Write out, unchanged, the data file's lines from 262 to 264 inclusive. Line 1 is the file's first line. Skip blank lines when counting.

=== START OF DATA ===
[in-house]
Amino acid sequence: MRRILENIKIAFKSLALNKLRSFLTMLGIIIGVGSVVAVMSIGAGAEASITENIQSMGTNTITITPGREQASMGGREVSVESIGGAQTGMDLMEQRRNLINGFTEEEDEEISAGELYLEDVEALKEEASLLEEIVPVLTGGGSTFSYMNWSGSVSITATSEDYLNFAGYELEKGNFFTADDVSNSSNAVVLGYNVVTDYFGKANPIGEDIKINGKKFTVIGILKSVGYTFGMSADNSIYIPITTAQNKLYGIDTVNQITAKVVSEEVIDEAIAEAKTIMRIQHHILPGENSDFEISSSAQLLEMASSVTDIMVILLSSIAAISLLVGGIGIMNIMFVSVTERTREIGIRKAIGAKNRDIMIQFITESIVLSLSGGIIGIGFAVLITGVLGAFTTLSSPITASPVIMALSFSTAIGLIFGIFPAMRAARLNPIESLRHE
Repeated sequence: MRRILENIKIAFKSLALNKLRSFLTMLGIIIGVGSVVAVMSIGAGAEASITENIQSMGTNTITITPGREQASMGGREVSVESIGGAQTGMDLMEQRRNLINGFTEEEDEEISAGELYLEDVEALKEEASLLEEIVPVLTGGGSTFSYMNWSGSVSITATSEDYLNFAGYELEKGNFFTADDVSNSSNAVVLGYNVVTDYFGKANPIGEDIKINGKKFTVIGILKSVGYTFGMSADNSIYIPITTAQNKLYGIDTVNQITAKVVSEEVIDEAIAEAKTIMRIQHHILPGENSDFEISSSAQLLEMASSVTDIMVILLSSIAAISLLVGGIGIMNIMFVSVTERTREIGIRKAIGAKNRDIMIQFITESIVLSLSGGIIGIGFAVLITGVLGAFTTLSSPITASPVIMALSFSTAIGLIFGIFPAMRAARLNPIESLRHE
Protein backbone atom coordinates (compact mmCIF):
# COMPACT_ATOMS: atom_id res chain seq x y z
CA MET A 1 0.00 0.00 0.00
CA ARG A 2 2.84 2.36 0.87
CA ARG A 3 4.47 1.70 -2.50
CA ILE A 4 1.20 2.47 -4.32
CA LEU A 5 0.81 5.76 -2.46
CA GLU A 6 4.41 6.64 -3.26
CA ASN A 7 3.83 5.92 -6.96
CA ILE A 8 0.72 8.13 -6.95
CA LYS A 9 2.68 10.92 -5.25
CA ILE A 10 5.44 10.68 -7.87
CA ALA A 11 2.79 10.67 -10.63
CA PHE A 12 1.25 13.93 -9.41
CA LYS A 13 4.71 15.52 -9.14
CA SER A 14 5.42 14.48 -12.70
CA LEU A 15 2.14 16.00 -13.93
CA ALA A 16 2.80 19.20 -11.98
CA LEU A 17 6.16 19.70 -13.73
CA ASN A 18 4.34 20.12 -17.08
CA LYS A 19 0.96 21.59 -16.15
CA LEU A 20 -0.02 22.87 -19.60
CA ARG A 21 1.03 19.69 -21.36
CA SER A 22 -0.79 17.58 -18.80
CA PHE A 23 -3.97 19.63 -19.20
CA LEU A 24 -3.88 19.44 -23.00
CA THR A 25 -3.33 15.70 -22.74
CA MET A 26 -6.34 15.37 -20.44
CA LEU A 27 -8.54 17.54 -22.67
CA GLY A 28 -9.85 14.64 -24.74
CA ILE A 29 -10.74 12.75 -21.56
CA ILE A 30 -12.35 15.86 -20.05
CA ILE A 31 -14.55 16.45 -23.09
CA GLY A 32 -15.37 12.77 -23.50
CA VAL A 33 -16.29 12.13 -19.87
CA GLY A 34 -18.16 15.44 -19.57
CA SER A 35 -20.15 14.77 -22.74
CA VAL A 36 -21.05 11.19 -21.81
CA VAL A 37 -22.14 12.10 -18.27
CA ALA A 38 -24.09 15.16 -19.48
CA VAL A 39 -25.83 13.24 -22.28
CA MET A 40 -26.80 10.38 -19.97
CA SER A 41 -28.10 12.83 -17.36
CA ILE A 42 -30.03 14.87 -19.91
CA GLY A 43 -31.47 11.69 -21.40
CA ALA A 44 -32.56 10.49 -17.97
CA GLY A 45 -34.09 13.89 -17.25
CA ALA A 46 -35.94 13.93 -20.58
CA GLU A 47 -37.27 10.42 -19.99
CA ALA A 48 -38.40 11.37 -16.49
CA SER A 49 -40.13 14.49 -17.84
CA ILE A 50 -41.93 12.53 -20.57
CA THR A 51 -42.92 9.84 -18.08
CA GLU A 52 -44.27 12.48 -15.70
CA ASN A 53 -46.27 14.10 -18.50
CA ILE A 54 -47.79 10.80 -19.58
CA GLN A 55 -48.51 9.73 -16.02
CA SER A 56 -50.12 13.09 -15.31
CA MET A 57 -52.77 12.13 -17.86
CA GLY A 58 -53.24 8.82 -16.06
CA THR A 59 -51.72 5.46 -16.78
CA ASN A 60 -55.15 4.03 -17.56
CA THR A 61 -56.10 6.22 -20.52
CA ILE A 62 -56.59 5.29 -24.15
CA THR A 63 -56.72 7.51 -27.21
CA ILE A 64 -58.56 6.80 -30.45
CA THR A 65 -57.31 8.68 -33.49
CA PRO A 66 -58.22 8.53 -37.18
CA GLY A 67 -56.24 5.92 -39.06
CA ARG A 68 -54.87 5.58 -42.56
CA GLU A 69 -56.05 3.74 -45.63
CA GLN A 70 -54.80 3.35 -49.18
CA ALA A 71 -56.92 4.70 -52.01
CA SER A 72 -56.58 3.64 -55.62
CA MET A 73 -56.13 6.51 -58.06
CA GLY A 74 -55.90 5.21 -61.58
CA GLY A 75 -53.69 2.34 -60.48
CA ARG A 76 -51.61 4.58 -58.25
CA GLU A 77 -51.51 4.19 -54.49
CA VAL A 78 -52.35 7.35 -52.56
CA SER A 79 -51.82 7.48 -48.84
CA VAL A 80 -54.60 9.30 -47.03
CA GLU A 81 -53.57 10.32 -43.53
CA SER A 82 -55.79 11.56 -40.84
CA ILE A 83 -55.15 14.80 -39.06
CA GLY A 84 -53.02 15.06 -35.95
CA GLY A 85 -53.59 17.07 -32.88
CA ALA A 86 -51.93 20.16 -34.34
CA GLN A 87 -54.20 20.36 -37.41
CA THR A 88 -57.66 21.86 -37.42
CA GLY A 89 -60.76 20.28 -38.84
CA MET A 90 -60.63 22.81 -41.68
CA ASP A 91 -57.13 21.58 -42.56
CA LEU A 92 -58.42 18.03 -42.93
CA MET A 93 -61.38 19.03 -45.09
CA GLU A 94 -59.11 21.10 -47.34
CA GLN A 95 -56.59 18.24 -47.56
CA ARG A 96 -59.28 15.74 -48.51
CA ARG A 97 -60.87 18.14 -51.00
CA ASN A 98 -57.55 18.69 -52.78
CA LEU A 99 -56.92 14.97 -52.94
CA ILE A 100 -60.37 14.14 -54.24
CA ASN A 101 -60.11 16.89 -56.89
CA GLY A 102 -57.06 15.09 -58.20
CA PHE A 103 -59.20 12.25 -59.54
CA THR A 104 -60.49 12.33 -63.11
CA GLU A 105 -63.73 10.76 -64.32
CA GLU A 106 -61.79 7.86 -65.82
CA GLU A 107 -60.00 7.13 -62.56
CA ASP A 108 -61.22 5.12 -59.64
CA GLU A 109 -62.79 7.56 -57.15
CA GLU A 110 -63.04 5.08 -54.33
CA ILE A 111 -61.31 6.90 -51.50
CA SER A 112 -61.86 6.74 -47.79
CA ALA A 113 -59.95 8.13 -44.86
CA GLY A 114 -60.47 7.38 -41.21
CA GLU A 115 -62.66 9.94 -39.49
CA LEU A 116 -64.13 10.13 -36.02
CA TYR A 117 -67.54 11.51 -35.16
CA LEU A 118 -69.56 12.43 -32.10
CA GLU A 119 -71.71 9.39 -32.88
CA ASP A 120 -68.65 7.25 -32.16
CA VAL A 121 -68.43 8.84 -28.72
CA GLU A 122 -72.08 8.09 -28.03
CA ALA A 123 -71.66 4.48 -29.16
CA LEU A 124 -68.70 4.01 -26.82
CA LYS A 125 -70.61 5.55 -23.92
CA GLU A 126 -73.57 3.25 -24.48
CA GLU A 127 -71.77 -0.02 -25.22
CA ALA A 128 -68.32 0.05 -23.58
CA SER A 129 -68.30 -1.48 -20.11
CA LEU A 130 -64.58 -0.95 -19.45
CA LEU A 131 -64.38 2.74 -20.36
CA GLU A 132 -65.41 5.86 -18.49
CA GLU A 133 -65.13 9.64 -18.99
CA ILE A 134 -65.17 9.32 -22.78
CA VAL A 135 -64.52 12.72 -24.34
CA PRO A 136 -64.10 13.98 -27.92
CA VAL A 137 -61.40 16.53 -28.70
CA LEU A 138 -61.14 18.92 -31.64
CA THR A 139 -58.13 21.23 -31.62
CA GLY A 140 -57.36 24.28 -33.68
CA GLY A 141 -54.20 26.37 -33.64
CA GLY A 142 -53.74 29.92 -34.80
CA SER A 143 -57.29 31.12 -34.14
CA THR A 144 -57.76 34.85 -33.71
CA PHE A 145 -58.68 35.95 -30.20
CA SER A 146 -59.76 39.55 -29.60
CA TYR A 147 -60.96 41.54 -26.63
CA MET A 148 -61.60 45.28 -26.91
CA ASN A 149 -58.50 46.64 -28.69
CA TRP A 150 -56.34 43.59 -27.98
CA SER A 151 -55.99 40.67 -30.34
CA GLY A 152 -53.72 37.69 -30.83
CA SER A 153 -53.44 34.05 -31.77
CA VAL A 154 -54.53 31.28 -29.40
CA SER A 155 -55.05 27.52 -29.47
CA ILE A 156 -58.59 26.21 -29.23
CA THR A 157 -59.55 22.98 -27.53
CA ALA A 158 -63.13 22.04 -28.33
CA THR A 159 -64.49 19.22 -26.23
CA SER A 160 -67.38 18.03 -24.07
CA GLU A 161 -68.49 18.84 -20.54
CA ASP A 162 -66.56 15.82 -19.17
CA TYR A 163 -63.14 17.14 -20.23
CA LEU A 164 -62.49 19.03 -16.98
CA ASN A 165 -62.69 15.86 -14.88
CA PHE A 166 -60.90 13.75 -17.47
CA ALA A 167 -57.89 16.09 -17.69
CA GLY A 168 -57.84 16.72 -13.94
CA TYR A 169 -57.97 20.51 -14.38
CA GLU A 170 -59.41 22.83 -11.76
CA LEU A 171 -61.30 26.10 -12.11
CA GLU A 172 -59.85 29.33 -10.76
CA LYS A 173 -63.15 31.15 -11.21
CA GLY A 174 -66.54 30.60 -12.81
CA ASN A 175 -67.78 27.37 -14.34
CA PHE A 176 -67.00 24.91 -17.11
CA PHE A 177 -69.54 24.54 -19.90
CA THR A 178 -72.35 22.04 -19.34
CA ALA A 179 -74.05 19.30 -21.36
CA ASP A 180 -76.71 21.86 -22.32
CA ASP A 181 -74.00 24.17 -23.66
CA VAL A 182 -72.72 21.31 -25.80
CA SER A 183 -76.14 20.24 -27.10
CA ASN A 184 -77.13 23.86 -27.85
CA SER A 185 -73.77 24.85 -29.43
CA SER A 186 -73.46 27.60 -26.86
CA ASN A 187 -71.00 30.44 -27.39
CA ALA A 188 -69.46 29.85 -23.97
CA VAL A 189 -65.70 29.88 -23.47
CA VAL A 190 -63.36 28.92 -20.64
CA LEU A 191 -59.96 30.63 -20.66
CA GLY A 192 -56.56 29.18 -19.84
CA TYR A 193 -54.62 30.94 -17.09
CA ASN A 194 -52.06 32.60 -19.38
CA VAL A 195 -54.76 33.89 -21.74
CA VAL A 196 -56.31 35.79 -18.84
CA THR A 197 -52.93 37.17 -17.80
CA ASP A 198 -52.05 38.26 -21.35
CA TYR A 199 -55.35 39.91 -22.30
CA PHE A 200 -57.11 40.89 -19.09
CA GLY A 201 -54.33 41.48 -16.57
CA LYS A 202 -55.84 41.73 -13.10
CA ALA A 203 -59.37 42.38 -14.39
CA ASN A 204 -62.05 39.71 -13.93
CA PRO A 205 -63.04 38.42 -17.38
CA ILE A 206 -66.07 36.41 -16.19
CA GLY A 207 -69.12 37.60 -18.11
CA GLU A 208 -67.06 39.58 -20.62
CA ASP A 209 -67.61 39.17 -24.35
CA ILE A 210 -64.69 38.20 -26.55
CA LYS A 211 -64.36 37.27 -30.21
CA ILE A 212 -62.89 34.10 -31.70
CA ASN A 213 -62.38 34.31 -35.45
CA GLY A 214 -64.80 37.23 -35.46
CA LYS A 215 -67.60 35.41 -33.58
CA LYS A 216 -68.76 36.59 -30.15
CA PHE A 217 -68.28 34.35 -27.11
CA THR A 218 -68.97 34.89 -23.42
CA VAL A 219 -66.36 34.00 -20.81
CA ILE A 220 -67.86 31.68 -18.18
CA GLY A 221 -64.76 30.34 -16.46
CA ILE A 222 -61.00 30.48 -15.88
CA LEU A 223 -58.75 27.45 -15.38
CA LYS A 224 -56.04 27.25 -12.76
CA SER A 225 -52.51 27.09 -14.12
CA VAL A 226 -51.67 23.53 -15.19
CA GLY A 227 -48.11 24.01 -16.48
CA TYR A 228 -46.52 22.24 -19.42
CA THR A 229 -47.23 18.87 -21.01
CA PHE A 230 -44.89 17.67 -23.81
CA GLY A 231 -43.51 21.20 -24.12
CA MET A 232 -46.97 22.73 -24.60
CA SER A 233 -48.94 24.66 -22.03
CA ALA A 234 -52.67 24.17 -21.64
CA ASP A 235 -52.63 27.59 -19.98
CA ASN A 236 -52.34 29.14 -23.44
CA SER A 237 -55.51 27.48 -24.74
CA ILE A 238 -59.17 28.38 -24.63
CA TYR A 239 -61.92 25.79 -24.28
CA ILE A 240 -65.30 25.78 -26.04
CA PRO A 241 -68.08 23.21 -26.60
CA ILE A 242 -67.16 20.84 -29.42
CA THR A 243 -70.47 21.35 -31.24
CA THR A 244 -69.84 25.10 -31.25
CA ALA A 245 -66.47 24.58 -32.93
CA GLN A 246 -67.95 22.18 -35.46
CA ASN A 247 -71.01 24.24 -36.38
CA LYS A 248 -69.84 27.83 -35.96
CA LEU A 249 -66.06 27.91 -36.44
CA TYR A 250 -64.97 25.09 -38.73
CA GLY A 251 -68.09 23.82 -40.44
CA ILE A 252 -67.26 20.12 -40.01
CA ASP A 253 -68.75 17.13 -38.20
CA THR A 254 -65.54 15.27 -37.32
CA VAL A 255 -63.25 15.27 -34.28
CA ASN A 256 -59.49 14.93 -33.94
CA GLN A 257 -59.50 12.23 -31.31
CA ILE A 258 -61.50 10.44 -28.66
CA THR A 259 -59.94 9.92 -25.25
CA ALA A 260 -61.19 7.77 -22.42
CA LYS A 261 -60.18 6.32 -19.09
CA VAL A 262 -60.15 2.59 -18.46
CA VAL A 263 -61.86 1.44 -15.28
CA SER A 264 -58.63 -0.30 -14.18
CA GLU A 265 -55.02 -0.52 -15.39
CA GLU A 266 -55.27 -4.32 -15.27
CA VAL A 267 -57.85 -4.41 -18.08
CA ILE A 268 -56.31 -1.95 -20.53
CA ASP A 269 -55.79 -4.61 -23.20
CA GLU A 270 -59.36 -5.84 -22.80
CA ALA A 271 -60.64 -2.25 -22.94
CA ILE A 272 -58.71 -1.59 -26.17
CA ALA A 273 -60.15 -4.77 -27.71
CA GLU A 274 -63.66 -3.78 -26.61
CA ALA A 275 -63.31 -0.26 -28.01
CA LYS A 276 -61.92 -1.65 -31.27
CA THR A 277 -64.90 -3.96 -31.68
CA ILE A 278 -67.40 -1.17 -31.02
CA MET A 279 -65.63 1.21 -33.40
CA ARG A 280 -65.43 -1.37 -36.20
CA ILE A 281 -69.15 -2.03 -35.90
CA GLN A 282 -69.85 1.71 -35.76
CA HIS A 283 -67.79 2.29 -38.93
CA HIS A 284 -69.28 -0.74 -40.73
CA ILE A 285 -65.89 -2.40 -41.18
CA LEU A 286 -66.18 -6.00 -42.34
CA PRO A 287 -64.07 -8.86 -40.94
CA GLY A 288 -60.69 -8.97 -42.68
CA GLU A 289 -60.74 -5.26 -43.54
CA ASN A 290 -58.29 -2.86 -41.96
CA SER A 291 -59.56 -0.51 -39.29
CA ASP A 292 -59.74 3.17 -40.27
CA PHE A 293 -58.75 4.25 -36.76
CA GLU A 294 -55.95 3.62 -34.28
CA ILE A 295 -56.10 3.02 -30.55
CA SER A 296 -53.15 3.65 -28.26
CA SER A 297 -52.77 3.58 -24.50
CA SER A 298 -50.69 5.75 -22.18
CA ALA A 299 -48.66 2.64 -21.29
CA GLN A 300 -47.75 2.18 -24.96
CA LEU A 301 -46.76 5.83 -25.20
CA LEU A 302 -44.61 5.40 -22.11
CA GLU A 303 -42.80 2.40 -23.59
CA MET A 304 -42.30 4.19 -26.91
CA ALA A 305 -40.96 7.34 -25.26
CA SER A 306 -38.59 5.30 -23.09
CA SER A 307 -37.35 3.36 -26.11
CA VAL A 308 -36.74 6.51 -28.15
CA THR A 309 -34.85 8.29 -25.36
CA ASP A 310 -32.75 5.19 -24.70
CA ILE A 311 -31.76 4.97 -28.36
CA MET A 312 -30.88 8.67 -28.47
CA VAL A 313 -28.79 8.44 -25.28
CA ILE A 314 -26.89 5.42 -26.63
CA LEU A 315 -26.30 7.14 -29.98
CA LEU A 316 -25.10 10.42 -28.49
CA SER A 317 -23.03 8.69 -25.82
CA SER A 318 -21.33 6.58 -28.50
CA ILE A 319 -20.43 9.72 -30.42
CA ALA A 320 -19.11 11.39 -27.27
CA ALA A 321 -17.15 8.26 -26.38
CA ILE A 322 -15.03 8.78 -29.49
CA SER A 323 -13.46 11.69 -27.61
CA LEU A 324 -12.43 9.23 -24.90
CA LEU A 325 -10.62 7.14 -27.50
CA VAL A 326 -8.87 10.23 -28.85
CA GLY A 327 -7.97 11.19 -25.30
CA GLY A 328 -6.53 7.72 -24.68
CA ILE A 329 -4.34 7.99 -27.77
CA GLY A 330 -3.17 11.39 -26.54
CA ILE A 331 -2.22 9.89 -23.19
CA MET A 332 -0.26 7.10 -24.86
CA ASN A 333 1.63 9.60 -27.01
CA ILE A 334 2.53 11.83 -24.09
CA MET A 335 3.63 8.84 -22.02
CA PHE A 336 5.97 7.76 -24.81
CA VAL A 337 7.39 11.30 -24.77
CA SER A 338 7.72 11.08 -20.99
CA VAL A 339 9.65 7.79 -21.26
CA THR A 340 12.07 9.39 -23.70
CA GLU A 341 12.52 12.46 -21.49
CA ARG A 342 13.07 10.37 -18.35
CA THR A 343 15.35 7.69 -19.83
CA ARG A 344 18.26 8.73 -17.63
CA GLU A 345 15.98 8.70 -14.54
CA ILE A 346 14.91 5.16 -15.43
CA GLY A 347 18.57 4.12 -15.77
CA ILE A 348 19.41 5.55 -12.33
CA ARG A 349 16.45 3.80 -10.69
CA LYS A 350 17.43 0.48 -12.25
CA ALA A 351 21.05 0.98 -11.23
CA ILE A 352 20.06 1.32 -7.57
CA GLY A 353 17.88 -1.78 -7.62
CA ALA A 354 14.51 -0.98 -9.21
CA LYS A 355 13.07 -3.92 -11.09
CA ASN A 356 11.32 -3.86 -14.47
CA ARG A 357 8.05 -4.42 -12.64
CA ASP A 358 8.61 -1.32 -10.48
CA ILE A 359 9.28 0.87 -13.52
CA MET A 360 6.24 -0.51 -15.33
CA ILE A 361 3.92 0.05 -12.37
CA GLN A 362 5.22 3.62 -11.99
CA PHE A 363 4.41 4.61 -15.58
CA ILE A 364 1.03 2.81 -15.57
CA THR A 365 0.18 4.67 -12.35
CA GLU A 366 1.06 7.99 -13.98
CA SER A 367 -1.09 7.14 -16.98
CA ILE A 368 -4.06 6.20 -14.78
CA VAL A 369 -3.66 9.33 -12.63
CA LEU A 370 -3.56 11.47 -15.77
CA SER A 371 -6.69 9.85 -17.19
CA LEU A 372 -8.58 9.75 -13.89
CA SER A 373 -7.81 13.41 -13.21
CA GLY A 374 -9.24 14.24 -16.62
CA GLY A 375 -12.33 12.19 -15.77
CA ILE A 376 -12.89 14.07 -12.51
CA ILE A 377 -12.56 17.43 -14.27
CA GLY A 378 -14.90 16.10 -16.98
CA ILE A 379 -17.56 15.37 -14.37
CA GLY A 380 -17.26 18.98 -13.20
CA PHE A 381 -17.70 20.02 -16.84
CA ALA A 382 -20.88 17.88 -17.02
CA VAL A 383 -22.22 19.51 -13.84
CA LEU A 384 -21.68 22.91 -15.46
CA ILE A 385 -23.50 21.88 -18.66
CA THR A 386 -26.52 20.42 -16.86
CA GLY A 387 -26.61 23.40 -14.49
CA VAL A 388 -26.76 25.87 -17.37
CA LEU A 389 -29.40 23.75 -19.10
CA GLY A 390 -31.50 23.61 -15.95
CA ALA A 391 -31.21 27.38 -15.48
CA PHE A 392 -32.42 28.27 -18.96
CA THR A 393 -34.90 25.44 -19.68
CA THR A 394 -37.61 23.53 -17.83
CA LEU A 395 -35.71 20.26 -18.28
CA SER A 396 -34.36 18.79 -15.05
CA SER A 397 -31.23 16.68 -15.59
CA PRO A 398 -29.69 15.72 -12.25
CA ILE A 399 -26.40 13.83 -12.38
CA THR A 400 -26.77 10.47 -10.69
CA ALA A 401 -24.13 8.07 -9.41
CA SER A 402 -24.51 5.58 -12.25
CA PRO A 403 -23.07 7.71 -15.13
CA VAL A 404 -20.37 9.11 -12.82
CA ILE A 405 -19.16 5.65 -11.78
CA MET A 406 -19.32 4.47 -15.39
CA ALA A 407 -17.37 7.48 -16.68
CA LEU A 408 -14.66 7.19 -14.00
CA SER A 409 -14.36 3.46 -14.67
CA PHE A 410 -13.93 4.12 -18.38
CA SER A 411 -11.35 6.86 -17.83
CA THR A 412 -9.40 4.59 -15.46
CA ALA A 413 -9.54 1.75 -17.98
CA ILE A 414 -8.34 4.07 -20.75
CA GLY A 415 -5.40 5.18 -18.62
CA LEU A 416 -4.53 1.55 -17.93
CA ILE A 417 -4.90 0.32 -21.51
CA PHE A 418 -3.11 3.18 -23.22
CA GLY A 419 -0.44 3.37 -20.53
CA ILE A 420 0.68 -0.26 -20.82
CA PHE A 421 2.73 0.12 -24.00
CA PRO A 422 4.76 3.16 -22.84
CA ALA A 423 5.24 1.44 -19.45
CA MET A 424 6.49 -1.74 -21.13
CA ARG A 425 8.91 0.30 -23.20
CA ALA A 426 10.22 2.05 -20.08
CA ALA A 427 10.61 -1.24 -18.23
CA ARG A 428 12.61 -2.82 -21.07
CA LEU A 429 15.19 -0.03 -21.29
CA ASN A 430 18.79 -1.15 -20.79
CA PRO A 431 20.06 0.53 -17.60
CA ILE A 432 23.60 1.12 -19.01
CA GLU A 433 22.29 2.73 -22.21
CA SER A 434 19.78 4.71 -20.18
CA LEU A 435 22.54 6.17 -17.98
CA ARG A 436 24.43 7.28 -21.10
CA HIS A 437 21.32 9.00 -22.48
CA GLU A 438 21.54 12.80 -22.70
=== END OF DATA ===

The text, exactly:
CA GLN A 257 -59.50 12.23 -31.31
CA ILE A 258 -61.50 10.44 -28.66
CA THR A 259 -59.94 9.92 -25.25